Section 1. How Mobile Devices Enhance Productivity and Give Access to Critical Data in the Field
Agencies of all sizes are beginning to recognize the power of technologies designed to help their officers protect the security needs of the public in the most efficient manner possible.
Technological developments are already affecting the law enforcement community in profound ways. Field data collection and recordkeeping, and quick access to vehicle records, for example, are now vital tools in everyday law enforcement. But officers don’t join law enforcement to deal with data-entry or advanced technology. That’s where the emergence of in-vehicle computing devices comes in — making it easier on officers to take advantage of data out in the field.
While the types of devices and technology used varies, 84% of agencies report using mobile field technology, ranging from rugged laptops, tablets and handhelds to consumer-grade devices, according to a September 2016 Police Magazine survey sponsored by Panasonic.1 Information technology encourages police efficiency in ways that ultimately improve their service and performance. Officers are able to access necessary information out in the field that is instrumental in apprehending criminals within the moment.
As the capacity to collect, share, and use information continues to gain momentum in modern policing, the right technological tools and secure policies that aid and support law enforcement are critical. The key to successful implementation lies in understanding the far-reaching benefits while administering safety policies that safeguard this growing age of information technology.
Keeping Officers Connected
Recent advances include in-vehicle computing solutions such as the rugged Panasonic Toughbook® mobile laptops and Toughpad® tablets — robust systems designed to withstand the physical demands of a police officer’s rigorous duties.
These same Panasonic mobile computers provide on-scene incident command software crucial to the pace and urgency of incidents such as disaster and missing person operations. The software enables improved efficiency and effectiveness during critical situations by allowing the successful coordination of professional personnel, volunteer teams, vehicles and equipment from multiple agencies by providing optimal connectivity and situational awareness. Field technology has the capability to help make officers nearly omnipresent — enhancing their abilities to securely receive and share sensitive information without delay.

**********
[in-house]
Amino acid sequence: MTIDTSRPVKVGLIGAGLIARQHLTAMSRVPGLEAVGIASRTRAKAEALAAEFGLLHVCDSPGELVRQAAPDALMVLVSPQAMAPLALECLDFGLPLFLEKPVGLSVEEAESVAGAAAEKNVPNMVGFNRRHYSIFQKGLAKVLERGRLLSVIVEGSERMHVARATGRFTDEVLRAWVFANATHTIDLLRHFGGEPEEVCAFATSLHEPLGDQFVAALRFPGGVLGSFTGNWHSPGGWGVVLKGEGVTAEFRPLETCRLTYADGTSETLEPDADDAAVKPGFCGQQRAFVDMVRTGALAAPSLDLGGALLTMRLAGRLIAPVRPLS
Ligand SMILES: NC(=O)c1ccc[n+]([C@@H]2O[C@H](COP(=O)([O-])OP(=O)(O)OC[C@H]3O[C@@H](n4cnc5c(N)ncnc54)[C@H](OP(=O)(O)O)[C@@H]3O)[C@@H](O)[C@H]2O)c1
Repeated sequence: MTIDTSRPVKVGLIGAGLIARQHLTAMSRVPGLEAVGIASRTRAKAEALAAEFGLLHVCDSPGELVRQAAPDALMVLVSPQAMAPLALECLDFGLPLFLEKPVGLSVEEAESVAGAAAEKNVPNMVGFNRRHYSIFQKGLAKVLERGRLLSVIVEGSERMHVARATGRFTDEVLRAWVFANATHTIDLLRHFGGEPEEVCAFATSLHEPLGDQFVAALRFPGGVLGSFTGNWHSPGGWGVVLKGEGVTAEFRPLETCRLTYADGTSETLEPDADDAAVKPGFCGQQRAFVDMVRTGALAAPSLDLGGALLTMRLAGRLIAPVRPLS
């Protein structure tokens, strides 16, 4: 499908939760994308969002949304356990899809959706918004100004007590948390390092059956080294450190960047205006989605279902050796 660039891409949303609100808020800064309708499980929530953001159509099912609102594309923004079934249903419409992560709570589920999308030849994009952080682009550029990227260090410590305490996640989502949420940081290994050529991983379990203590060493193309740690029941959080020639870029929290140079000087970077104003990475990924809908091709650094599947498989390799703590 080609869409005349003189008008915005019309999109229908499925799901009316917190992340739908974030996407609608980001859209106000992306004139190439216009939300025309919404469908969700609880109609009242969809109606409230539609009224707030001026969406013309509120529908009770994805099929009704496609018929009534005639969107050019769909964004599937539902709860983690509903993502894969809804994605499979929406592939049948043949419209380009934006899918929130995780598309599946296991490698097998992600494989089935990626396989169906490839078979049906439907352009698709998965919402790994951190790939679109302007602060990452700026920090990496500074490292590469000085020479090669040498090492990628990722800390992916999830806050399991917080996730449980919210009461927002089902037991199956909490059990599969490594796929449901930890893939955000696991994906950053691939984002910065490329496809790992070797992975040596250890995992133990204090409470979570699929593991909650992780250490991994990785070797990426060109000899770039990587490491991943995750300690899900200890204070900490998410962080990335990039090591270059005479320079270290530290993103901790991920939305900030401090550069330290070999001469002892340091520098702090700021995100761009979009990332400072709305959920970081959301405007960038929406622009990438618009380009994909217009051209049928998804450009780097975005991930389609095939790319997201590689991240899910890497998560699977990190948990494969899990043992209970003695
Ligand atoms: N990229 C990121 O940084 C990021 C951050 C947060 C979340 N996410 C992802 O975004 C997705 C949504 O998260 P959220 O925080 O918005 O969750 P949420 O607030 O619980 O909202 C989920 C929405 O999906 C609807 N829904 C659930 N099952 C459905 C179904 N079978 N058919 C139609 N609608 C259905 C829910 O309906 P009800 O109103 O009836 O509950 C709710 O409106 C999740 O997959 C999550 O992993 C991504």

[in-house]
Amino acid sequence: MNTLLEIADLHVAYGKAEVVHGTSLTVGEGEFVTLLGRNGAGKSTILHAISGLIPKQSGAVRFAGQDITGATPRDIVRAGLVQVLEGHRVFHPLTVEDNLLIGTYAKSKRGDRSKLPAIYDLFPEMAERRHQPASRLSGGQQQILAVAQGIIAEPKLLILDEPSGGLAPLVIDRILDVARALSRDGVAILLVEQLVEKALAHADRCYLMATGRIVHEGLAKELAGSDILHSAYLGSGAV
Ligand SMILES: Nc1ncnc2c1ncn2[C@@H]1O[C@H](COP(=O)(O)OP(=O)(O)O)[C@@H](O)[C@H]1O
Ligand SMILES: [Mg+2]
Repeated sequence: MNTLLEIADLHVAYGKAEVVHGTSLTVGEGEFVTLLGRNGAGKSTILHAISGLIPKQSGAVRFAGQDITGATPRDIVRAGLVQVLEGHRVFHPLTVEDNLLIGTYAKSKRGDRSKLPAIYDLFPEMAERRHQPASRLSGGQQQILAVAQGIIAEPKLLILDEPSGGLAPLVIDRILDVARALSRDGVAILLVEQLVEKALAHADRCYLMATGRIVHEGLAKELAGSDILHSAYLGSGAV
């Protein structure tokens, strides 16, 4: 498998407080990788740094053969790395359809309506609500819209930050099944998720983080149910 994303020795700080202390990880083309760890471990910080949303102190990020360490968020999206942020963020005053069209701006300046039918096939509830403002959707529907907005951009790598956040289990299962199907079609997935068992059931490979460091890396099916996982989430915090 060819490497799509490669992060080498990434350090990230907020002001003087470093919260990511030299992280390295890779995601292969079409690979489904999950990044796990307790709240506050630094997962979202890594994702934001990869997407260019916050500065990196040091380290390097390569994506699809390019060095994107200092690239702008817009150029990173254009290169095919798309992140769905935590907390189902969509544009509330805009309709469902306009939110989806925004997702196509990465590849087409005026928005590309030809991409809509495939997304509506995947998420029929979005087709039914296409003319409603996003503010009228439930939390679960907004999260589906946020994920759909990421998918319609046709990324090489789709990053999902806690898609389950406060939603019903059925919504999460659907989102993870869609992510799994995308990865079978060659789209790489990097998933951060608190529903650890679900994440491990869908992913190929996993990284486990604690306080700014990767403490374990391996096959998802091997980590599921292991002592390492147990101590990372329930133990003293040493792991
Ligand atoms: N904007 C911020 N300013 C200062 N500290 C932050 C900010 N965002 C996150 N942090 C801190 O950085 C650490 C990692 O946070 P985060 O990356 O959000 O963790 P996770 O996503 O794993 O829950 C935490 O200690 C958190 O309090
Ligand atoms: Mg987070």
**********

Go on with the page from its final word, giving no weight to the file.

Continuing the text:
In the Police Magazine survey, more than 60% of law enforcement agencies surveyed cited using a rugged laptop, tablet, handheld or 2-in-1 device. Rugged devices give agencies peace of mind that their technology investments will last in the field and can perform reliably under harsh environments, so it’s no surprise that more agencies are choosing rugged over consumer-grade devices. These durable, commercial-grade tools are becoming increasingly indispensable for efficient and well-informed policing.
Newest to market, 2-in-1 devices (a laptop and tablet in one such as the Panasonic Toughbook 20) are likely to become adopted by more agencies. In the same survey, 81% of respondents felt that they would benefit from a rugged 2-in-1 device on the job. Rugged 2-in 1 devices are drastically changing crime scene investigations by providing total mobility and expediting real-time collaboration among all key members and departments. Investing in a 2-in-1 device provides officers with the best features of a laptop and a tablet on the job.
Either way, no matter the device best suited for an agency, the in-vehicle computer makes using other mobile technologies like in-vehicle cameras easier on officers so they have one central place where they can funnel and find information. It also allows officers to take further advantage of these other technologies, such as being able to easily include field information in reports by spending less time doing so.